Hi everyone. Jenny (Buttons) here, and it's my turn to share a step by step project with you. A little while back I altered some hearts, and discovered that the marks left by the embossing tools were still visible through the 'enamel look' surface. That got me thinking about the amazing Imperial Easter Eggs and pieces of jewellery created by the House of Fabergé like this one;
Spurred on by those hearts I set about recreating this type of look with some standard craft products and a small empty coffee tin (I'm a little short on gold and diamonds at the moment!)
Not bad for a first attempt and definitely a more glamorous container for storing craft tools than a plain old tin! Here's how I went about it.
I added a base coat of gesso to the can, though this isn't necessary if your surface has some 'tooth' to it. Embossing paste was added to the bottom of the can through a stencil and left to dry before strips of metal foil were used to cover the tin. When adding the metal foil over the stencilled area you need to take you time and ease the foil carefully into the crevices to stop it ripping. I used a large embossing tool in small sections. Cover the rest of the tin with more foil, making sure you burnish it thoroughly with the back of a small spoon to remove any creases or joins.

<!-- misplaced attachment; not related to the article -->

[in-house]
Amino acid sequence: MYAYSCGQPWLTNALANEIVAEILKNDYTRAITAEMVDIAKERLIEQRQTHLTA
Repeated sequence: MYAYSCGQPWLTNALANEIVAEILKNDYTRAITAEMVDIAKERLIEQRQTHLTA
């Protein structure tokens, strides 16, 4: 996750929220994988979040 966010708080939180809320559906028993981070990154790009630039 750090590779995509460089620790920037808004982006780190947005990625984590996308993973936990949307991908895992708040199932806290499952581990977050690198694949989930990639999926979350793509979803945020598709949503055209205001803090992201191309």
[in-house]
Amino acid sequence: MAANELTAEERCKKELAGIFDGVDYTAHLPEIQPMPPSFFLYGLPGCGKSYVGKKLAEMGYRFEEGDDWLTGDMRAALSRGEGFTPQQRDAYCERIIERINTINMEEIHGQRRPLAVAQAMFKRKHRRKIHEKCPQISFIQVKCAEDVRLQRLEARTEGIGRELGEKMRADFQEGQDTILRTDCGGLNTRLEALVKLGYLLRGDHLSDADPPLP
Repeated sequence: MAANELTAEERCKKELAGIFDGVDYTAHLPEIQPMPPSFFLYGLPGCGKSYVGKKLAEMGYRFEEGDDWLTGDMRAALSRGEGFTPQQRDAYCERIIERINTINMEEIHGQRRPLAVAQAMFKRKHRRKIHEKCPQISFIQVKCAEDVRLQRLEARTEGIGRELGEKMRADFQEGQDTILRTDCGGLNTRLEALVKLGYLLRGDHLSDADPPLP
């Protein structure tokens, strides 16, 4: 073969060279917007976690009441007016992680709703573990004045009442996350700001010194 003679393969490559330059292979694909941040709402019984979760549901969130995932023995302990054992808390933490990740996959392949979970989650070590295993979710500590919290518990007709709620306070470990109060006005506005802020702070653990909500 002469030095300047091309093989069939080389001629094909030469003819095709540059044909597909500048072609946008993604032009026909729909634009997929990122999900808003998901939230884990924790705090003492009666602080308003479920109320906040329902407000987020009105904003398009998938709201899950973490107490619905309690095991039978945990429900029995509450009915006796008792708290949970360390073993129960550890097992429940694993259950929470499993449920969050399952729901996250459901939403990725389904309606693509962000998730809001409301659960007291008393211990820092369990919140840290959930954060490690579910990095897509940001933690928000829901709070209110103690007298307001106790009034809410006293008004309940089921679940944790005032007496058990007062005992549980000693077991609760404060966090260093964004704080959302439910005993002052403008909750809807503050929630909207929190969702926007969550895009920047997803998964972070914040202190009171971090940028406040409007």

Using the existing raised stencilled area as a guide I used the stencil as a pattern, 'drawing' around the inside edges of each shape with a small embossing tool. This created an indented pattern over the rest of the flat surface.
Next I covered the surface with a coat of clear embossing powder, heating it to create a glossy look.
The glossy surface was covered in Alcohol Ink; I used a blending tool to work the ink over the flat parts and a brush to get it into the crevices. At this point it looks dull. However, when heated very gently the ink sinks into the embossed surface and it becomes glossy again. If you find some areas become patchy add more ink and reheat very gently. Suddenly all that embossing becomes visible underneath the 'enamelling'.
I added some gilding wax to the raised areas and the edges of the can. Do this with your finger, a brush or even a cotton bud, whichever you prefer. Allow the wax to dry and buff with a dry cloth to bring out the shine.
To embellish the tin I added a Prima jewelled strip at the top and some Venise lace, inked to match, at the bottom. And with that it was ready for use.
The close ups let you see more of that embossed detail. You could do this freehand if the surface is flat and/or you feel confident, but I found a stencil made my embossing more accurate.
Don't those Prima embellishments and Venise lace really finish the whole thing off beautifully?
And to show it will work with other colours/designs/shapes...
This one incorporated the same paste stencilling, inking, and gilding around the edge.
The embossing worked well on the lid (it is much easier on a flat surface!!)
It's easy to add that touch of luxury without breaking the bank; filigree metals, pearls and lace make any project look better.
So, are you ready to have a go at creating your own piece of bespoke Fabergé? If you pop some of your own handmade flowers on you could even enter our current challenge HERE.
Have a great weekend,